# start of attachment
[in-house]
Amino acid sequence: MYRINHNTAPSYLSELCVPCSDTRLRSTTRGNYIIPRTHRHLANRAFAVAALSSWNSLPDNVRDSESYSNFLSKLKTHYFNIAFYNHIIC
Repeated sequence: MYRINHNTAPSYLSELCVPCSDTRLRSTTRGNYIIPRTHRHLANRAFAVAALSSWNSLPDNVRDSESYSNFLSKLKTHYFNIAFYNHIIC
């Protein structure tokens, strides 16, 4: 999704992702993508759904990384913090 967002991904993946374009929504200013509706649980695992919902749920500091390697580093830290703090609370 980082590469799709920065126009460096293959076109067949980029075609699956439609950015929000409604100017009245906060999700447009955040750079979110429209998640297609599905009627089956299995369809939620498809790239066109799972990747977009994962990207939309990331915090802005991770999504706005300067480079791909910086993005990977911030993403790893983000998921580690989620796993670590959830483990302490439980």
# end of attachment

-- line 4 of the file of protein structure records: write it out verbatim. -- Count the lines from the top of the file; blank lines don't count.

């Protein structure tokens, strides 16, 4: 999704992702993508759904990384913090 967002991904993946374009929504200013509706649980695992919902749920500091390697580093830290703090609370 980082590469799709920065126009460096293959076109067949980029075609699956439609950015929000409604100017009245906060999700447009955040750079979110429209998640297609599905009627089956299995369809939620498809790239066109799972990747977009994962990207939309990331915090802005991770999504706005300067480079791909910086993005990977911030993403790893983000998921580690989620796993670590959830483990302490439980």